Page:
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Bucks County Divorce Attorneys > Blog > Family Law > Unmarried Parents and Parenting Time

Unmarried Parents and Parenting Time


When couples divorce, there are clear legal rights for each parent, unless there is a reason one of the parents should not spend time with the child or children. But, if you were never married, it is not safe to assume you will receive fair parenting time. But there are paths for unmarried parents to pursue parenting rights.

To fully understand your rights as a parent, connect with a Bucks County family attorney. An experienced lawyer can help you to navigate your circumstances, whether you are a father who was never married to your child’s mother but still want to establish parenting time or if you are an unmarried parent who is seeking child support payments.

Deciding to Fight for Parenting Time

There are many examples of fathers who are not sure if they should pursue parenting time because they were never married to their child’s mother. They wonder if they have rights and what level of expenses will be incurred should they move forward with a parenting request.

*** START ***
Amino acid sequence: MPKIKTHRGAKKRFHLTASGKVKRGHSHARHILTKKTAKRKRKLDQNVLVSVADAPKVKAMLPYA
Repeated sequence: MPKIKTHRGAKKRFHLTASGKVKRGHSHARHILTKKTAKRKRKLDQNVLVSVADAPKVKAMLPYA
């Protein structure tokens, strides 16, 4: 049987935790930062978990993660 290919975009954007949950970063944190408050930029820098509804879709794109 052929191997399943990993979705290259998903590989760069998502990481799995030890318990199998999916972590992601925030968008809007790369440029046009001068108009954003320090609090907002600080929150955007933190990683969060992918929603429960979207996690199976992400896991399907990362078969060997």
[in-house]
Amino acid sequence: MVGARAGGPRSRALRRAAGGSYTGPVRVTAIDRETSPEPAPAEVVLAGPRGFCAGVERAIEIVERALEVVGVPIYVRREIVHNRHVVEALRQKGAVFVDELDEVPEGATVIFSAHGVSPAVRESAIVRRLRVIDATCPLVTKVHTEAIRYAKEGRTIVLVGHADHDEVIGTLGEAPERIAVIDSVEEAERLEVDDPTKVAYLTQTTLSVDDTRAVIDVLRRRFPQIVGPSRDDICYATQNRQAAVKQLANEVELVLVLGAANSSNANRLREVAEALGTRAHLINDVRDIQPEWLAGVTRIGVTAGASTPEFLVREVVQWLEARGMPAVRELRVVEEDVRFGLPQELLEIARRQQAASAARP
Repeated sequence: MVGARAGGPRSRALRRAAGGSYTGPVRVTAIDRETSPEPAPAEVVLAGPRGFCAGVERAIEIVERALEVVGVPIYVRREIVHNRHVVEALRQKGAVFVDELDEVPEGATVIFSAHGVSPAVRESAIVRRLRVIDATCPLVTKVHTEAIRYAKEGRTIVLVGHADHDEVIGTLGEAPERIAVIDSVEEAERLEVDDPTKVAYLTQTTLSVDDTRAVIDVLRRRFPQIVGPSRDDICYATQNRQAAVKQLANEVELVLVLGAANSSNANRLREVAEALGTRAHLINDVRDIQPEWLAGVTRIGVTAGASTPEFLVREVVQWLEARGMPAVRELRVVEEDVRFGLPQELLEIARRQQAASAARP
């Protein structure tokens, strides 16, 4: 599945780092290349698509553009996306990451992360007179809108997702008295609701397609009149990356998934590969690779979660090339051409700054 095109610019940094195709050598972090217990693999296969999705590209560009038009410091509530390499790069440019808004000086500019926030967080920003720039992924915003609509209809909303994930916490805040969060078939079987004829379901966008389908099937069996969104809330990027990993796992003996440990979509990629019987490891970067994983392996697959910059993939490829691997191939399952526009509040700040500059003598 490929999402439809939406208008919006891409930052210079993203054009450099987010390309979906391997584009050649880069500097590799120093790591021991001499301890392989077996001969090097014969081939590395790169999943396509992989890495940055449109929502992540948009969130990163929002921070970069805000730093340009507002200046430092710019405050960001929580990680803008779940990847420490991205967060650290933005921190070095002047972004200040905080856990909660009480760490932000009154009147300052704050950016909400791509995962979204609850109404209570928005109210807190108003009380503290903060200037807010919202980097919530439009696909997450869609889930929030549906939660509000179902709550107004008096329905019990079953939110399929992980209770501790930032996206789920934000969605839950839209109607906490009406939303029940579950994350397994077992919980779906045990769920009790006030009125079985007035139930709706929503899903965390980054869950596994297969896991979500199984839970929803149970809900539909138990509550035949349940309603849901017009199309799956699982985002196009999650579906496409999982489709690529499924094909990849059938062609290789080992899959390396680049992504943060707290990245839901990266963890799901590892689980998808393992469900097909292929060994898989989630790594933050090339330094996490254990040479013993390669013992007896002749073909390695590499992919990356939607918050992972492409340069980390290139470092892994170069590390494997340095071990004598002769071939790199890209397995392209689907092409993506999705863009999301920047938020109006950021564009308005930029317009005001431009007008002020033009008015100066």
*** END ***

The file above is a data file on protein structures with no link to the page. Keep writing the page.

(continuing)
In truth, provided the father is not a risk to the safety of the child, it is likely the courts will see a dad wanting to be present in a child’s life as a positive. Studies have illustrated that children are more likely to thrive when both of their parents are loving and involved. Plus, it is possible you will be legally responsible for some level of financial contribution, so it makes sense to pursue your wish for emotional connection.

Establishing Paternity

When a father decides to pursue parenting time, paternity will need to be established if it hasn’t been already. There are a few ways to establish paternity in the state of Pennsylvania. A skilled Bucks County family attorney can walk you through the process.

  • Both the mother and father can voluntarily sign a form that acknowledges paternity. This is often done at the hospital when a child is born.
  • Father can obtain a form from the county that acknowledges paternity.
  • If a court moves to establish paternity, they could order a DNA test.

Genetic tests can be complex. There are times when dads acknowledge paternity so no genetic test is needed, in other situations fathers want a genetic test to prove a biological connection.

It is best to have a legal professional on your side throughout the paternity process, because once it is established, there could be a court order for child support. And this responsibility to financially support a child’s upbringing does not immediately mean parenting time will be established. A seasoned attorney will be sure that all of the correct legal work is filed and they can protect your rights as a parent, fighting for you to have a reasonable amount of parenting time.

Are you an unmarried parent who wants to legally establish parenting time? The family law attorneys at Kardos, Rickles & Hand can help. Our dedicated legal team understands the finer points of family law. There are opportunities to create the life you want. Schedule your consultation today, call 215-968-6602.

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